Wednesday, August 24, 2011

The MAD HATTER Initiative.....!

ANNOUNCING THE MAD HATTER INITIATIVE and some wonderful spin-offs! 

This year at Artisan Knitworks,  I’m going to play around with the idea of warm and wonderful hats.

First, hats to buy:  As some of you already know, each year I go on a hat-making binge and try to fill the shop with knitted and crocheted hats – a few of them with scarves, though I don't much like matchy-matchy hat/scarf sets.  Buy 'em for yourself, or buy 'em for gifts.  This year, I’m going to make OOOOODLES of them.  They will be ready by Thanksgiving – so (ready for a bad joke?) hold onto your hat.  In the meantime, I’m leaving one or two around the place for everyone to contemplate.  Some will be slightly insane, as hats ought to be.  They will be made up in all kinds of patterns, colors, and weights – though probably not in fingering yarn.  Nobody would want to have to pay for the labor!

Second, hats to make:  I am going to organize a couple of special hat-making sessions on Sunday at about 2:00.  I hope to persuade Judy Champagne to run one of them.  You may have seen her wonderful top-down I-cord hats in the shop.  She will show you how to do it in any weight yarn during one of the Special Sunday Sessions (Larry will think of a name for them).  In another such session, I will show you what fun you can have with the Mad Hatter pattern (bottom-up knitted hats, sometimes with big flowers).  And in yet another, I’ll show crocheters how to create fabulous crocheted berets with free-form tops.

Third, hats to make you rich (well, sort of ...):  We are going to have a hat contest.  The deadline for entry will be December 10th.  Pick up an entry form anytime after Labor Day.  Hats will be on display from December 10 through about December 15th or thereabouts, so that you can give them as gifts if you wish.  The contest has two divisions (children, adult) and several gift-certificate prizes.  We ask only that you invent the hat yourself (you can base it on one of our patterns, but it has to be inventive, original and well crafted – no internet or published designs allowed).  And we ask that you use our yarns for the hat.  All winners will be published in our newsletter.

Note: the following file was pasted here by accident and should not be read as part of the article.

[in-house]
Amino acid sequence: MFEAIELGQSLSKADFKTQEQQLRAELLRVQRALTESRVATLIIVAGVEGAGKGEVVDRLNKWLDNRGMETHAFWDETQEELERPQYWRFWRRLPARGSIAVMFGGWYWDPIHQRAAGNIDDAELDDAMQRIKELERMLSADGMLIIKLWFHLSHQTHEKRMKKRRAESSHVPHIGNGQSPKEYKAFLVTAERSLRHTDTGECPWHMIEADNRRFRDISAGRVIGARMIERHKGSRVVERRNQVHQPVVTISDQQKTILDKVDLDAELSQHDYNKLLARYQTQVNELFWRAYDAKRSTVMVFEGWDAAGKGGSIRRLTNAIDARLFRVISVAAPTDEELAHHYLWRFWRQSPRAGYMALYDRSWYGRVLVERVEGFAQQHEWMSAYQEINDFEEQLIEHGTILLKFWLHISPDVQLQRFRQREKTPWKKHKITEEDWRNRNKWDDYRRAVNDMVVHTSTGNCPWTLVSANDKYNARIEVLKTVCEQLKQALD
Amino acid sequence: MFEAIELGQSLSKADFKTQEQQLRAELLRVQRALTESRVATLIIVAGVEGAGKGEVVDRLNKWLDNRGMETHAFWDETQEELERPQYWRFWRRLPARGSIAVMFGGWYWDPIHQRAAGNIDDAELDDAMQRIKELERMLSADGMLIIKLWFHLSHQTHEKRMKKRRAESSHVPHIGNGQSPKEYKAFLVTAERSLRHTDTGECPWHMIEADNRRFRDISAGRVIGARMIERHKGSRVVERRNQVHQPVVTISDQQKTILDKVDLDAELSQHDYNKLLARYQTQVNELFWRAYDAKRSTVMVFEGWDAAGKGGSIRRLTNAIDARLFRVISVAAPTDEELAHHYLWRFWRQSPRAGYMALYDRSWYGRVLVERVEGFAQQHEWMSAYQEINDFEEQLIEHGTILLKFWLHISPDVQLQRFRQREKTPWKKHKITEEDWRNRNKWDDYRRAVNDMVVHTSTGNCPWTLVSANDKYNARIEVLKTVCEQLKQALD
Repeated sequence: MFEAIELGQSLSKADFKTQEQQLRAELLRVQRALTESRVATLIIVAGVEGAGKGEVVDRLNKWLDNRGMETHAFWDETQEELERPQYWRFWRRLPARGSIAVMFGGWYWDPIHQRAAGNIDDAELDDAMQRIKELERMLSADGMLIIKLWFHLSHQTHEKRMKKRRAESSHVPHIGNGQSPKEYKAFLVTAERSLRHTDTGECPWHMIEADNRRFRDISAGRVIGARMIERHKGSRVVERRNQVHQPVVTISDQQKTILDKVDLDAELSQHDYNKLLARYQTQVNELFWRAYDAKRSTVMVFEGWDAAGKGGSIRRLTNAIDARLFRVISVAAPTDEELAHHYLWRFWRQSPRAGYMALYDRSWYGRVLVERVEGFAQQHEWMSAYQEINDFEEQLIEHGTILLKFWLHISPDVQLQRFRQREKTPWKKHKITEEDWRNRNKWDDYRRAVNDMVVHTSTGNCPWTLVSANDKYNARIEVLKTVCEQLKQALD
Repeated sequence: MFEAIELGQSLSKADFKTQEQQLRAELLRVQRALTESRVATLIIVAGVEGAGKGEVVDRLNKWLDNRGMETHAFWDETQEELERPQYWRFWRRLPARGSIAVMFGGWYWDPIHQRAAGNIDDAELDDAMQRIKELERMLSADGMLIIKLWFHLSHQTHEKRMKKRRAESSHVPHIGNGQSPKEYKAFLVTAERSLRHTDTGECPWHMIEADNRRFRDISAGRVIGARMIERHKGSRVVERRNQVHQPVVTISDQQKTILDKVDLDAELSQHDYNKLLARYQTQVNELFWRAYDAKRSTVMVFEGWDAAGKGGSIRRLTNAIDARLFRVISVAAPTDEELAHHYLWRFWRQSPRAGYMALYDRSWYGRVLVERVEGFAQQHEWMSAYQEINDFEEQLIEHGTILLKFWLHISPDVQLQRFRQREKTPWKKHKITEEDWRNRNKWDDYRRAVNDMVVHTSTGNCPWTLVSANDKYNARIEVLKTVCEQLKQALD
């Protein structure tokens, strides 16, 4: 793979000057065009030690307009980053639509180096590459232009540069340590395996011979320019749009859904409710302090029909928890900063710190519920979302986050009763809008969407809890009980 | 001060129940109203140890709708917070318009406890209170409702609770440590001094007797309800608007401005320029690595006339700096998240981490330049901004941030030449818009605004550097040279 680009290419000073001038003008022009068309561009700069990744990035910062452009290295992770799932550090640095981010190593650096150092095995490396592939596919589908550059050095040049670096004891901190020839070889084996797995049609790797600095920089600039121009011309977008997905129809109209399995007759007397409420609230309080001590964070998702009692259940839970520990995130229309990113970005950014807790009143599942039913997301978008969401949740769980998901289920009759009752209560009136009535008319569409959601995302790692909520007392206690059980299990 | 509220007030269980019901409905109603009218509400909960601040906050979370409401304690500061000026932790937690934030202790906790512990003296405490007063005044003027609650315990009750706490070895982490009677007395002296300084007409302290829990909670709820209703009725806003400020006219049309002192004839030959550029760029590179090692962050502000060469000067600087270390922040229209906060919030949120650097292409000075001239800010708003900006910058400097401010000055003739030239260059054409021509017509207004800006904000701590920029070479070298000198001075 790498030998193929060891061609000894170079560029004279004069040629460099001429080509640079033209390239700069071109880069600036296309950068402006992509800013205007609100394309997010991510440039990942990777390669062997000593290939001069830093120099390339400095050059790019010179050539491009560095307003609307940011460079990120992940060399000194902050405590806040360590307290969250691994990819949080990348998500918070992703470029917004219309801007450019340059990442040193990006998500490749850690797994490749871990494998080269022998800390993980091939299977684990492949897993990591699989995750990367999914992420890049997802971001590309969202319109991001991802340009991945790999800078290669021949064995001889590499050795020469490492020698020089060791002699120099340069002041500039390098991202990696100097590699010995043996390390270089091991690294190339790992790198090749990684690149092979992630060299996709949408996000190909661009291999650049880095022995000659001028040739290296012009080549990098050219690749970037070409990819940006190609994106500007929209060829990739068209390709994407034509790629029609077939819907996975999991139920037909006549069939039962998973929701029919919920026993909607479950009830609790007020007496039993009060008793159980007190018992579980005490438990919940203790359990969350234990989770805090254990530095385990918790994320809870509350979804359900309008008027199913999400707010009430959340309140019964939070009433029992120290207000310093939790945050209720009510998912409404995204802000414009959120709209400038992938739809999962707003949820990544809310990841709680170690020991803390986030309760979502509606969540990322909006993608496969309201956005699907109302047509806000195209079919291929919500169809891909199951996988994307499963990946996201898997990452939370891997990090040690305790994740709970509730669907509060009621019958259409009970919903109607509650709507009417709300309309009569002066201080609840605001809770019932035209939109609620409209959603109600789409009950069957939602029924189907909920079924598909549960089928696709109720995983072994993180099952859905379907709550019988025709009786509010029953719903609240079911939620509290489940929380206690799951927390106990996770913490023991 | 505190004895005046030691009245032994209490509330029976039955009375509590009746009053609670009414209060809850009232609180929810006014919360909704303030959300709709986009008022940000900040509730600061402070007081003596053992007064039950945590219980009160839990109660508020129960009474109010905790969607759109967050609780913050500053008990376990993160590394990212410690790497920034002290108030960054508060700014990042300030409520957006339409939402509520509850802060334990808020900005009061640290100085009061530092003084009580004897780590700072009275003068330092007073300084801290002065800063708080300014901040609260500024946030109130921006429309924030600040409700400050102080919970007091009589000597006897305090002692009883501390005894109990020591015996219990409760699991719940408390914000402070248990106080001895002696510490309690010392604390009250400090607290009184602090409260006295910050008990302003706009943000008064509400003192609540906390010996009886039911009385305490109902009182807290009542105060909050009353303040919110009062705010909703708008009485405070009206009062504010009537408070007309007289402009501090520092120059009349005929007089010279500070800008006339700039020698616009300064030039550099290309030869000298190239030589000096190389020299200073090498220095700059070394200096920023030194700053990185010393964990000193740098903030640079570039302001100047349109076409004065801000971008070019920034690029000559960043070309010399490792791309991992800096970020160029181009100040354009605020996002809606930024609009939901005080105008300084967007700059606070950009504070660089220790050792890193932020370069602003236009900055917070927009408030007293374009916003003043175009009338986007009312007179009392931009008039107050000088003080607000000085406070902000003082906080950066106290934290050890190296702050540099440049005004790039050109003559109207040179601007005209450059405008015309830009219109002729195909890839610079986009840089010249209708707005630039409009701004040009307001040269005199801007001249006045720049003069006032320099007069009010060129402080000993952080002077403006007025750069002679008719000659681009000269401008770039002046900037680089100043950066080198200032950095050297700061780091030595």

How’s that?

Fall is coming!!!!!!!!!!   I will go to the Wisconsin Sheep and Wool Festival in early September – a really wonderful regional festival that is growing by leaps and bounds – in search of yet more fabulous materials for everyone.  In the meantime, KNIT AND CROCHET YOUR WAY TO GOOD HEALTH!!!


Tuesday, August 23, 2011

The Allegan Fair, continued!!!!!

As promised, I have some images of the annual Michigan Fiber Festival at Allegan -- though, because I'm the photographer, they're not exactly elegant.  It's a wonderful event -- one of the best middle-sized fiber expos in the nation -- though, lately, I confess that I think the very best fiber festivals are the smallest ones, as with the wee gaggle of vendors at Sandhill Crane Winery a few weeks ago.  Has to do with table costs (lower!), and so the newest artisans can actually afford to attend, often for the first time -- so I get to see them at the outset, before they've actually gone big-time.  I also get to follow them over time to see if and how they develop! 

But Allegan is a good, good show.....Here are some indoor and outdoor scenes:

...and here is Lois about to SIN ......

.... and here is HUMPHREY the Camel (I have  never been this up-close-and-personal with a camel! 

  ....and, finally, here are the lovely people from Mohair in Motion, from whom I bought oodles of holiday-ready mohair with glitz -- shawls, shawls, shawls!!!!

More sometime soon.....time to get to work!     svb

Monday, August 22, 2011

To Allegan and back.....and back....and back....

Well, my wonderful studio employee Lois and I took off for the Michigan Fiber Festival this past Friday, very early in the morning -- too early, if you ask me! -- and had a wonderful, sunny time driving along the freeway (which can be prettier than in other parts of the state) and back roads to Allegan, a sweet little town almost to the western shore of the state, but not quite.  The festival is now a fixture in the lives of fiber fanatics in Michigan and surrounding states.  I have noticed with interest the growing number of non-Michigan vendors from neighboring states such as Wisconsin and Indiana -- but also the absence of vendors who used to travel long distances.  No doubt this has to do with travel costs.  In my little rented car, it cost about 50 bucks just to drive across the state and back.  Imagine if you were driving a truck or an RV full of merchandise!!!

We briefly met up with some other friends of Artisan Knitworks, and then prowled the one big building and then a second, smaller one in search of wonderful things for the studio.  I also talked for awhile with Ellen (Minand) of Ellen's Half-Pint Farm, whose gifted sister Carol Buskey has been diagnosed with cancer and is slated for additional surgery on September 16th.  Ellen has a darling little pink book that people are signing for Carol's pleasure -- we all wish her godspeed, and if there is justice, she will be FINE.